When I first found out I was going to Russia, my inner James Bond pricked up his ears. For a long time, growing up watching movies and being fascinated by the tsars and Fabergé eggs, I’d been eager to get out there and explore… Ashley Hodge, licence to design.
I wasn’t really sure what to expect on my first trip to Russia, but to my surprise it wasn’t snowing when I got there, in fact it was sunny and warm. (That’s not to say that when I visited a few months later it wasn’t absolutely freezing. I wished I’d had a Puffa jacket and fur hat – but my style-over-substance look failed to keep me warm.)
I love my food, but being a pescatarian I was slightly apprehensive about what lay ahead. It was a total revelation, however, to learn that Russia is the largest consumer of sushi in the world (thank you Google) and they have a great love of Italian restaurants and red wine. Two days in and I was eating great pizza even though I know I should have been eating herring, potatoes and drinking vodka, but that treat was to come a few days later in a traditional Russian establishment.
I’ve travelled to quite a few Russian cities now, with Moscow and St Petersburg being the biggest and best known. They couldn’t differ more, Moscow being very ‘business’ and St Petersburg the more historic and ‘Westernised’ of the two. Both have a lot to offer in terms of design inspiration, but The State Hermitage Museum in St Petersburg, was incredible. It’s a vast building housing some of the greatest collections of art and some of the most jaw-dropping architecture I’ve ever seen.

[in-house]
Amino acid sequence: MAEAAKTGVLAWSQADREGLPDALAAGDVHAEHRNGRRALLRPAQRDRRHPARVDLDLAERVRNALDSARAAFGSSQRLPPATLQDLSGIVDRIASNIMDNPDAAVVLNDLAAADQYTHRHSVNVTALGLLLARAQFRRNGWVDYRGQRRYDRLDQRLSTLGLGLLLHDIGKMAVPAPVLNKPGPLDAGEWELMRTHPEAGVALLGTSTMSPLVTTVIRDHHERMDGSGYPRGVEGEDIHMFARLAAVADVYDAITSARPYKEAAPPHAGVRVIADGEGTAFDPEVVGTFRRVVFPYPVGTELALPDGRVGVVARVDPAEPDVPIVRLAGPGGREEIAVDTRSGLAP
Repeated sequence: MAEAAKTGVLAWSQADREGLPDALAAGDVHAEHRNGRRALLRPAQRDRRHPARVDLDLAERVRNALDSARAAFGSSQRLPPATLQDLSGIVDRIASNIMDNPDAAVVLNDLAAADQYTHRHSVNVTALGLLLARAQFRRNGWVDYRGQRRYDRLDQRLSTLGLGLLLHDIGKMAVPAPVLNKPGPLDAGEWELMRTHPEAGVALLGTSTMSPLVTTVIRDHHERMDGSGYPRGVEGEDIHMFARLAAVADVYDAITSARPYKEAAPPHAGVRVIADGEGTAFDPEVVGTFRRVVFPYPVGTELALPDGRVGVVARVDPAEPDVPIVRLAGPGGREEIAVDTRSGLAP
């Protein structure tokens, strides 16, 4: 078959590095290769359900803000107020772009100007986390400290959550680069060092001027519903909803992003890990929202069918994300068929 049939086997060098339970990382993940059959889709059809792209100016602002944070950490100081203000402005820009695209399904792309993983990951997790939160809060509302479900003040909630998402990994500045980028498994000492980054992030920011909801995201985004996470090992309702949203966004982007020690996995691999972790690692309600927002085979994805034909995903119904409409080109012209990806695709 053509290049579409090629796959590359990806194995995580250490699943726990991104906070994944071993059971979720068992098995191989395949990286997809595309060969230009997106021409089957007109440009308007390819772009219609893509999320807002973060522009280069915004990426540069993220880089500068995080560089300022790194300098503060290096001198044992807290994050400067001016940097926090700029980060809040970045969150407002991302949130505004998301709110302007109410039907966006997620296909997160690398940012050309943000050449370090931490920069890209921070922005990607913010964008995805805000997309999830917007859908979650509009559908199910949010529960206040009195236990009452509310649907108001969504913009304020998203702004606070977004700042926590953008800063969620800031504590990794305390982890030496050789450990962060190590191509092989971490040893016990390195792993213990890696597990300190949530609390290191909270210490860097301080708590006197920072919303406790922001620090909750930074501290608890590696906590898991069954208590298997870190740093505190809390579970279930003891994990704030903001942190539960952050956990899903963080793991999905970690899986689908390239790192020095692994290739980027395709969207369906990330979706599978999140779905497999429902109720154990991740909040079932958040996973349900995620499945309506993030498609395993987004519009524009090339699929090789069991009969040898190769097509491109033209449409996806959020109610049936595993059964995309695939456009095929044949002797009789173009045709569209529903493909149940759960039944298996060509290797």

To design for the Russian market, as with all new markets, we have to adapt and learn new ways of doing things. This is what makes our job so interesting – travelling into the unknown and having to force yourself to think differently. During our initial research trips we immediately noticed a very different styling and product mix that is unique to the territory. The focus is very much on glamour and dressing up, quite a change from the more laid-back fashion culture we see on the high street in Western Europe or North America.
We’ve been working on several Russian projects over the last year and right now it’s a particularly interesting place to be. With new international brands landing on their doorsteps, Russian retailers realise they can’t stand back and hope for the best. They see that design investment is needed to contend, with the big players and local competition all upping their game. With more trips on the horizon for existing and future clients, I can’t wait for more Russian adventures.
Inspired by our #CreativityWins campaign, this month's roundup of experiences we love includes masked bar staff at Mr Fogg's, 30-second soap from Lush, a creative queuing initiative from Asda and a new format store from Sézan...